“What’re you selling?” Kaleb asked.

“C’mon, man. Let me in.”

Kaleb stepped aside and Vlad squeezed through the door, shivering violently and rubbing his massive arms. Kaleb closed the door behind him.

“Ever heard of a fire?” Vlad asked, his teeth chattering.

“I just woke up.”

“What the heck happened to that thing?” Vlad asked, nodding toward the headless robot.

“You know I almost never know. I don’t perform autopsies—I just fix them.”

“I guess I’d take some tea if you had it.”

Kaleb shuffled over to his kitchen and set a pot of water to boil. Vlad picked up the empty bottle of his black-market alcohol and sniffed it.

“You drink all this last night?” he asked.

Kaleb shrugged.

Vlad whistled through his teeth. He set the bottle down and crouched in front of the fireplace, his rear-end blocking it entirely. When he scooted away, there was a fire roaring in the hearth.

Vlad was Idlevine’s Watcher, which meant he spent his days in the monitoring station, watching dozens of screens that recorded the Barrier surrounding the town. Ostensibly, he was supposed to be on the lookout for anything suspicious. Since no one could remember the last time there’d been anything suspicious on one of the screens, Vlad spent the majority of his time fermenting grain alcohol in flagrant defiance of the town’s laws.

Vlad was the closest thing Kaleb had to a friend. They’d been in the same class at school and had been assigned seats next to each other on the first day. Thus, for boys and men alike: best friends forever. Vlad had been the ringbearer at Kaleb’s wedding.

Vlad scooted Kaleb’s favorite rocking chair—noisily—across the floor, collapsing—noisily—into it.

“So,” he asked. “What did you think?”

Kaleb opened one of his kitchen drawers and paused. In the drawer was a small metal tin filled with griss—a foul black plant soaked in various chemicals. Wickedly addictive, potentially deadly, the plant nevertheless focused the mind and brought about a wonderful feeling of relaxation. There was a time when Kaleb would have been too self-conscious to consume griss in front of anyone—even a friend—but that time had now passed. He opened the small metallic can and placed a pinch of the black gruel in his lower lip. He grabbed a trashcan to spit into and sat across from Vlad.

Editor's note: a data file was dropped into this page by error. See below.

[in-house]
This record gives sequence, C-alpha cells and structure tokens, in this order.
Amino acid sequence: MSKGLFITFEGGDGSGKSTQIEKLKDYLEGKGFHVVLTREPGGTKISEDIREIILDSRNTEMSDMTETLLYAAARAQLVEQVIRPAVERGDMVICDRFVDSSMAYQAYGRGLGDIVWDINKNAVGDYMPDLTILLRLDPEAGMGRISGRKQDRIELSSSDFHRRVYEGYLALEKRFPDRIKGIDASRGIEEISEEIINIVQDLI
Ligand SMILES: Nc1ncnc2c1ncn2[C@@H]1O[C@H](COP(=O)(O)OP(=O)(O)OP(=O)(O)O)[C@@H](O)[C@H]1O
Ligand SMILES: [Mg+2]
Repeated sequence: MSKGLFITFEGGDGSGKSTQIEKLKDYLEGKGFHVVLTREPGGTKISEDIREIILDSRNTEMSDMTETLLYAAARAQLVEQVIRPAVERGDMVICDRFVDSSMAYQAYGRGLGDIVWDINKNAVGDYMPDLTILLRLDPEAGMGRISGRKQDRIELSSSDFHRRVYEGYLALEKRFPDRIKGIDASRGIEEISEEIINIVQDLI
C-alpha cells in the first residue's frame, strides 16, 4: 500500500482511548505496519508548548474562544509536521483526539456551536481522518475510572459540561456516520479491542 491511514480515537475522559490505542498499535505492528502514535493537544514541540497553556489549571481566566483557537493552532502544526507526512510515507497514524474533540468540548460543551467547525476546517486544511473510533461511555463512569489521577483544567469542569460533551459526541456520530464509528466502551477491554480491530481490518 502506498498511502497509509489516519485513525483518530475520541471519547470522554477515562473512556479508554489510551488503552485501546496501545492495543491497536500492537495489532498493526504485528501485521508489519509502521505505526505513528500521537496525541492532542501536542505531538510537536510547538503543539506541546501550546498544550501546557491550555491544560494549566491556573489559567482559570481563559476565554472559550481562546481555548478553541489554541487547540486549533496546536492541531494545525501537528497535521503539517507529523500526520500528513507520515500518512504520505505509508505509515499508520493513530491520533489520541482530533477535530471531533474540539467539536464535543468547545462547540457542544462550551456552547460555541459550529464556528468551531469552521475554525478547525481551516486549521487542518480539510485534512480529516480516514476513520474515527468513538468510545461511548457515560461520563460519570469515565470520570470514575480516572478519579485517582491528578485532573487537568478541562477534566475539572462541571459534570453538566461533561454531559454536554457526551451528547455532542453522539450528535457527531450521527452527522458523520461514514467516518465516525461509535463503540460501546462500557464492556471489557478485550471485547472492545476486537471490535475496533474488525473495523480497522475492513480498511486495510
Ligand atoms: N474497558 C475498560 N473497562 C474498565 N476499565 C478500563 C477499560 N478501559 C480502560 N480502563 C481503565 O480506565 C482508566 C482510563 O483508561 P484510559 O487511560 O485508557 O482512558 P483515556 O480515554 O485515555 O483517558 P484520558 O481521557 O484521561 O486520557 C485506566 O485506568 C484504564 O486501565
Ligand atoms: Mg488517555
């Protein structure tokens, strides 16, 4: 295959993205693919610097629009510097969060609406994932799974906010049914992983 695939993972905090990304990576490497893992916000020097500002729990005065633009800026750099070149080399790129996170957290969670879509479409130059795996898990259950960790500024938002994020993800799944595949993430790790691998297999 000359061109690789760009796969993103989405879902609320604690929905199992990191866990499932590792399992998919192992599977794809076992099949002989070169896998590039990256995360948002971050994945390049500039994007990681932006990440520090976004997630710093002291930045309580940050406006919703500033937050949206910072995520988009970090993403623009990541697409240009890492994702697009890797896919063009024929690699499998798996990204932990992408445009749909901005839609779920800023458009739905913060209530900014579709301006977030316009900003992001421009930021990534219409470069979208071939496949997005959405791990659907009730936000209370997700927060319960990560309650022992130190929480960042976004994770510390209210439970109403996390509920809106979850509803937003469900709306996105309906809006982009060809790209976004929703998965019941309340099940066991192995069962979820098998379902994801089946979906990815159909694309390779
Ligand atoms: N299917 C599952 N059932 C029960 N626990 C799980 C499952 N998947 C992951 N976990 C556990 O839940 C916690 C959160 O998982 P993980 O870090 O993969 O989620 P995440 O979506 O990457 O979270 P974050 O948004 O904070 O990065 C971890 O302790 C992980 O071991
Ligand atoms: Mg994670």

“What do I think about what?” Kaleb asked, spitting.

“Whoa, whoa,” Vlad said, pointing at Kaleb’s lip. “What do you think you’re doing?”


Nothing? Nothing! When did you start sucking griss?”

“When I was fourteen.”

“And I’m just learning about this now?”

“What did I think about what?”

“I mean you think you know a guy and one morning he’s putting griss in his lip.”

“It relaxes me.”

“Yeah, sure. You’ll have plenty of time to relax when your jaw falls off.”

“Let’s focus maybe on what you asked me.”

Vlad shook his head. “I was going to inquire as to what you thought about the alcohol, but now I am just too flustered. I am completely flustered, Kaleb.”

“The alcohol was fine.”

“You know they say if you mix griss and alcohol together it might make griss even more harmful.”

“Vlad, the strength of the stuff you make is more liable to kill any disease than it is to help it.”

“Does that even make sense?”


Vlad closed one eye and stared at Kaleb, unconvinced. Then he smiled. “What did you think of the taste?”

“To be completely honest, I don’t really remember, Vlad.”

“Reason I ask is the stock came from some ethanol Jameson appropriated from an agro-tractor.”

Kaleb’s eyes widened. “You used fuel?”

“Well all you have to do is heat it up and that gets rid of the methanol and then you’re golden.”

“You used fuel that you stole from an agro-tractor?”

“So what I’m wondering though is if you noticed any differences in taste and or quality.”

“And you’ve got Jameson roped in on all of this?”

“He’s a very entrepreneurial individual, Kaleb, whatever his other shortcomings.”

“Who the heck’s watching the screens when you guys are doing all of this?”

“Watching the screens for what?”

“Everyone has a job, Vlad.”

Vlad nodded, seemed to think better of it, and shook his head. “The problem is no one tells you when you’re a kid that you shouldn’t strive for the boring jobs.”

“All jobs become boring.”

“I remember thinking, way back when, that a job where all you had to do was watch some screens sounded just about perfect. No thinking or anything. But you don’t understand how long it makes the days seem.”

Kaleb glanced out a window, trying to judge the time by the light. The snowflakes were fat and slow.

“Why are you here?” Kaleb asked. “What time is it?”

“Though I suppose it’s the allure of potentially seeing something that makes it all worthwhile. That one day, something might appear on one of those screens, I guess, is what keeps me marginally interested.”

“Right. Look, Vlad, I really should—”

“That amazing moment when, gosh, who knows if it’s ever happened—but when something pops up on the screen. Something that by all rights shouldn’t be there.”

Kaleb turned to Vlad.

“You saw something?”

A ridiculously big smile stretched across Vlad’s face, puckering his features.

“No. I saw someone.”